Triemstra-Johnston to span generations for 'Wing Night at the Boot' - Aug. 2, 2018
BY DENNY SCOTT
Since the last time Jennifer Triemstra-Johnston worked at the Blyth Festival, she has decided to make the village her full-time home, making her newest role at the Festival all the more fitting.
Triemstra-Johnston, who has worked on 10 productions at the Festival in either wardrobe or design capacities, has been chosen to put together the costumes for the Blyth-centric Wing Night at the Boot.
The play, which is being written collectively by the company, was still in development weeks before its premiere. That means that Triemstra-Johnston isn’t completely sure what the final product will look like, though she has her starting point.
“I went to the Huron County Museum and started pulling historical photos,” she said. “[Director Severn Thompson] said to focus on the earlier part of Blyth’s last 140 years of history since there are first-hand accounts of the clothing from the 1960s and onward.”
Triemstra-Johnston struck gold in her search at the museum, finding, among other artifacts and documents, a great photo from Benmiller in 1871 showcasing a picnic.
“People were wearing their everyday dress, which really gives you an idea of what a night at a local bar might look like,” she said. “I’ve offered that research to the group and that will show how the clothes will make a character.”
Triemstra-Johnston’s to-do list also included speaking to Brock and the late Janis Vodden, local historians, to further investigate the dress of Blyth Inn visitors over the ages.
Triemstra-Johnston started at the Blyth Festival in 1996 working on Barndance Live!, another collective production, though under the direction of Severn’s father Paul Thompson.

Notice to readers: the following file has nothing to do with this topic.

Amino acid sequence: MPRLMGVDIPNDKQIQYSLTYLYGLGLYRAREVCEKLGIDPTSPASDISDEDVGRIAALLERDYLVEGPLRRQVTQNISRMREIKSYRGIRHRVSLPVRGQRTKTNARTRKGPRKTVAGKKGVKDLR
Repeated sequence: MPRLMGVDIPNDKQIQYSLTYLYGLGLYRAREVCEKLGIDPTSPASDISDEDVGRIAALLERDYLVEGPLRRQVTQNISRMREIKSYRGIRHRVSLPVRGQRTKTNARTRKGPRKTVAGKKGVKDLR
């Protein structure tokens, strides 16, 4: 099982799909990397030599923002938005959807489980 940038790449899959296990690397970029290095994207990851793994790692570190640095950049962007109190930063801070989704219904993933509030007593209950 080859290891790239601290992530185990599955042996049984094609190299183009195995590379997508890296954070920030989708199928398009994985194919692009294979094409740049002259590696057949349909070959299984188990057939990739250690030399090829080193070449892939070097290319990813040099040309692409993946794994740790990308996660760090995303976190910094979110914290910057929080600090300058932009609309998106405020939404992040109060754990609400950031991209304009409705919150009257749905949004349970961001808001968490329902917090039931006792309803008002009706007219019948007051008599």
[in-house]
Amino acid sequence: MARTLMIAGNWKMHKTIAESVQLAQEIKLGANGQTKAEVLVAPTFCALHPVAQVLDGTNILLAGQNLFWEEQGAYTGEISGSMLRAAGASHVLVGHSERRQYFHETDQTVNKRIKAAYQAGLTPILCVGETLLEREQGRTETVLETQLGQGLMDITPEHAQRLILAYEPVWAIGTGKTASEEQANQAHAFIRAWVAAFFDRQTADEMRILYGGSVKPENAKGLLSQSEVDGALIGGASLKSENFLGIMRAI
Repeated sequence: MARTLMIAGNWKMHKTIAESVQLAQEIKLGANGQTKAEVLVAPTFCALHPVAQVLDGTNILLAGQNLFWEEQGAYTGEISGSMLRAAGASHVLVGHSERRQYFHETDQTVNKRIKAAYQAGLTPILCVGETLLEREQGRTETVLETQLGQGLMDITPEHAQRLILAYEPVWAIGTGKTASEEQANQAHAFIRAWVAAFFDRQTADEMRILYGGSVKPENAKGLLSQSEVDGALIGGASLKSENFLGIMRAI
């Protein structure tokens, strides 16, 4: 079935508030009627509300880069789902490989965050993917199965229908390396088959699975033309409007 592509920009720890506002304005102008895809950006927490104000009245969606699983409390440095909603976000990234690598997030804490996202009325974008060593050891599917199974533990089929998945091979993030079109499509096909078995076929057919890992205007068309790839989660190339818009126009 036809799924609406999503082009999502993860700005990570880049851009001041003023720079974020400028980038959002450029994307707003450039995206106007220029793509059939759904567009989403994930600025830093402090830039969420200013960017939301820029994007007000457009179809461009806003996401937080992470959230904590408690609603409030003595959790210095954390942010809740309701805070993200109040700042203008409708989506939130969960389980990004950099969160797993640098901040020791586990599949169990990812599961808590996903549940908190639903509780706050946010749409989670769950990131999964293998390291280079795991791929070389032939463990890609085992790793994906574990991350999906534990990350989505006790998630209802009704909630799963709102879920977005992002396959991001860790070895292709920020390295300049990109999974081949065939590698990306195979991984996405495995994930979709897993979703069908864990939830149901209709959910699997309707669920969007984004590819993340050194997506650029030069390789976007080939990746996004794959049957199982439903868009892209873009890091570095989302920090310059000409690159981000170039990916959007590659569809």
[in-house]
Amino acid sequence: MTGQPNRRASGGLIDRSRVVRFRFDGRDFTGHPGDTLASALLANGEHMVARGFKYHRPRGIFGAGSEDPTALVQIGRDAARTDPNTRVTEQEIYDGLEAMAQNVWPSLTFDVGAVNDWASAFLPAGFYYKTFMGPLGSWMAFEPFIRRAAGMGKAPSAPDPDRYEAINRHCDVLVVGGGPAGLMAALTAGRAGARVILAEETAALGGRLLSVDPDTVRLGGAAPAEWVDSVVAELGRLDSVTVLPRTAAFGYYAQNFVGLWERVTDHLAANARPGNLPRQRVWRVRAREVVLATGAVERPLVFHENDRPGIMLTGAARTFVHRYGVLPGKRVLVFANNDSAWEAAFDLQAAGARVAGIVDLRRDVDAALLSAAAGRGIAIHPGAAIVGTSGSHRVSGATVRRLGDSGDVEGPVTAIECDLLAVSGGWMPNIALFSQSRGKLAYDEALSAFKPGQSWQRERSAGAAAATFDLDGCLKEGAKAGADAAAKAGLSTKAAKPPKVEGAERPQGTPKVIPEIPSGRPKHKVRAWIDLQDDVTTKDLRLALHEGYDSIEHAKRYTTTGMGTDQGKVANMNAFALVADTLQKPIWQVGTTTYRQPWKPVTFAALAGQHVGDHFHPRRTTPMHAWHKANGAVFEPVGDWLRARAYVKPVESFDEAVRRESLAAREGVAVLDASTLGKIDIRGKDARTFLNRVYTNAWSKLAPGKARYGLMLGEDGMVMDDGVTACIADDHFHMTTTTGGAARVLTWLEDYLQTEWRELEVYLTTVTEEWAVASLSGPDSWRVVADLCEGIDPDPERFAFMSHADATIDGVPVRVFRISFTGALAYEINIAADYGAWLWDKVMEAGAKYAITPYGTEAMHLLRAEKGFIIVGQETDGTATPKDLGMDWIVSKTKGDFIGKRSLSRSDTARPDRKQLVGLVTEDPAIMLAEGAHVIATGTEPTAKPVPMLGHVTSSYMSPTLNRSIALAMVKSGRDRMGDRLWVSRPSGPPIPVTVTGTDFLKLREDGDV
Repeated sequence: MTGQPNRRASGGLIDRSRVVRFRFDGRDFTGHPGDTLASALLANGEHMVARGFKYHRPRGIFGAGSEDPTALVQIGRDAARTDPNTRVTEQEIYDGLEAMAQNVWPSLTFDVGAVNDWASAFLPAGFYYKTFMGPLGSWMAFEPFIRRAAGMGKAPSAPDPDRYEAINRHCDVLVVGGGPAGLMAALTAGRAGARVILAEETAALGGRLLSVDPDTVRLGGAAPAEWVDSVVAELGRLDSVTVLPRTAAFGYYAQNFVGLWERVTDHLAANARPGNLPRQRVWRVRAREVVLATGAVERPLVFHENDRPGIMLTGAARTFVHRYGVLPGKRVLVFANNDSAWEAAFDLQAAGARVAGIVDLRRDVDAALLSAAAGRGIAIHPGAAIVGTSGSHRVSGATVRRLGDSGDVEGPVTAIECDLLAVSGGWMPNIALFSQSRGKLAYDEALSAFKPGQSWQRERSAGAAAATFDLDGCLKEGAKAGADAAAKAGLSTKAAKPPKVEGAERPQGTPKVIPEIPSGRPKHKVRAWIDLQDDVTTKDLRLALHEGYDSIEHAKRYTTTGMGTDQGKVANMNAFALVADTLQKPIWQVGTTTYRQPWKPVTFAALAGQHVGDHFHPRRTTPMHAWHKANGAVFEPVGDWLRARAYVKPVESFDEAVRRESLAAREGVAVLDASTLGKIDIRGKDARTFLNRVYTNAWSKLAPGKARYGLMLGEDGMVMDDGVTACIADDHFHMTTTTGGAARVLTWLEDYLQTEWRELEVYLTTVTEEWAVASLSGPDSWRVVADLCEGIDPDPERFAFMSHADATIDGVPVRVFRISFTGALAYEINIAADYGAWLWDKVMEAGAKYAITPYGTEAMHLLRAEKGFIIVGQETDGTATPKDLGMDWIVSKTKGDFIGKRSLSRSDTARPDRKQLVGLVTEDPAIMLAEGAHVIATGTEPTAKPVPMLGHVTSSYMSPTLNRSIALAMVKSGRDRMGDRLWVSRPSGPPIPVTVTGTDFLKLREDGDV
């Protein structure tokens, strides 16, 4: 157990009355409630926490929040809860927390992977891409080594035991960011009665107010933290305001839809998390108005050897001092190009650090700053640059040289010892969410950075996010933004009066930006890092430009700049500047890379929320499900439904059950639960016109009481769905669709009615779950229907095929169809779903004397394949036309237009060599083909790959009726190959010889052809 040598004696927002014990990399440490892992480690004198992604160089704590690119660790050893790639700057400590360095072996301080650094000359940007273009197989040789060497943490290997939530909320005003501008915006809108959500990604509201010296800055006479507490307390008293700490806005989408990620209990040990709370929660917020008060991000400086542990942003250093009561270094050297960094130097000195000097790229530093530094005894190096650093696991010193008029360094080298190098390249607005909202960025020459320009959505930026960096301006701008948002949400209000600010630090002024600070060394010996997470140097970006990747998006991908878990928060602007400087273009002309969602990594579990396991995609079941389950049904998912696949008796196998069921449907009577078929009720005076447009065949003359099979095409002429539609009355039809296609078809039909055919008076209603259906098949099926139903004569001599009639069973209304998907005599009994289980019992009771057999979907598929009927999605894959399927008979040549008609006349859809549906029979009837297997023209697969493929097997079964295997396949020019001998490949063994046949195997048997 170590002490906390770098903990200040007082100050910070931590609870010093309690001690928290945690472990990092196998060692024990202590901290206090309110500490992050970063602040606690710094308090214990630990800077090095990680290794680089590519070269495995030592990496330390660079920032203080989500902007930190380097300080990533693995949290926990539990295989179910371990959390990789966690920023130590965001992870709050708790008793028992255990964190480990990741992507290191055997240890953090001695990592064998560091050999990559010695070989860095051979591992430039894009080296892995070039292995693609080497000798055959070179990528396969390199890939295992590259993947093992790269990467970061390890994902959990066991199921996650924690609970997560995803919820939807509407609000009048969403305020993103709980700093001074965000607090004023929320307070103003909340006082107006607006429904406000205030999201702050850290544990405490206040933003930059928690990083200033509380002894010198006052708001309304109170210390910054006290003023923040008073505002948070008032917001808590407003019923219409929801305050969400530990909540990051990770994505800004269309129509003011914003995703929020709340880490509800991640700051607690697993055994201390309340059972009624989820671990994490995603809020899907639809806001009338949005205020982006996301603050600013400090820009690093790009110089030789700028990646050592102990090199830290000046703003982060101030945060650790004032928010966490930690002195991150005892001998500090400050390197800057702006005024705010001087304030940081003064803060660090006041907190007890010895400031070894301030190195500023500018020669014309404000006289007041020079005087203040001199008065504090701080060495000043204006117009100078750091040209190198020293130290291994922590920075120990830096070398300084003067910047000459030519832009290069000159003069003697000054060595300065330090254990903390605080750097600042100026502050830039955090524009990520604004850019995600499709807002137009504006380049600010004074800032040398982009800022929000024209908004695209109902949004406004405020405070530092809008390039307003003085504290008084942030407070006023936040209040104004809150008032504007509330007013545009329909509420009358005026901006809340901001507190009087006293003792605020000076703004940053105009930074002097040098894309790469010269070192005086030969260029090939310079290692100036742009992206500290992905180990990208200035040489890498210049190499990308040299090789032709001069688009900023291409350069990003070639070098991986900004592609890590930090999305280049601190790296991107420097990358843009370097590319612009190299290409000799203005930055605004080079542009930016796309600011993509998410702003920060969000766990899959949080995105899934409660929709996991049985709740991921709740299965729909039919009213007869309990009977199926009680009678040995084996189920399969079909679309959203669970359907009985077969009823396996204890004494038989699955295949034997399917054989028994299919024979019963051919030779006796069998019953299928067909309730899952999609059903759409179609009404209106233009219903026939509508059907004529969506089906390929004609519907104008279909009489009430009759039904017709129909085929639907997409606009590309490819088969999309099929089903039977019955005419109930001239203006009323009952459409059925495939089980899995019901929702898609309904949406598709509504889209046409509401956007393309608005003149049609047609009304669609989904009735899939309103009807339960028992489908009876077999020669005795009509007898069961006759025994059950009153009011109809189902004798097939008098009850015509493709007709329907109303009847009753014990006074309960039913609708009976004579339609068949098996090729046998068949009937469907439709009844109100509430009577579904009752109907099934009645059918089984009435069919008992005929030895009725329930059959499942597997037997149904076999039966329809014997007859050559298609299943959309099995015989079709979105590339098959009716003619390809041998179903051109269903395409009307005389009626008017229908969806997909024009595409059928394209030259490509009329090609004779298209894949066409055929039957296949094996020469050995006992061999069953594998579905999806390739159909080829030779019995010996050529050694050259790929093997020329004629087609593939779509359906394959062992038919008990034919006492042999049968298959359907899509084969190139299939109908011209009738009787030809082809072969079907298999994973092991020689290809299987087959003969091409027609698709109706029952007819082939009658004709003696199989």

“Since then, Blyth has kind of felt like my old stomping ground,” she said.
Triemstra-Johnston has become, in her opinion, adept at working with collectives since her first brush with Paul Thompson, though she doesn’t exclusively work with them. Her most recent efforts in Blyth, for example, were Billy Bishop Goes to War and Kitchen Radio in 2014.
As for the tight timeline with the play being in development, she said that’s nothing new for her.
Triemstra-Johnston is excited to be working with Severn Thompson, saying that once things get underway, she’ll be able to see the similarities and differences between her and her father’s way of handling a collective creation.
Those looking to touch base with the costume designer will be able to find her at Pick-a-Posie costumes in Blyth. The new storefront for the shop is just steps away from Memorial Hall. Visitors can attend the store throughout the season, providing a chance to see Triemstra-Johnston at work as well as a chance for people to pick up some handmade costumes. She will also be working on some special tourist attractions, including photo opportunities for visitors, that are sure to make theatre-goers’ visits to the village more exciting.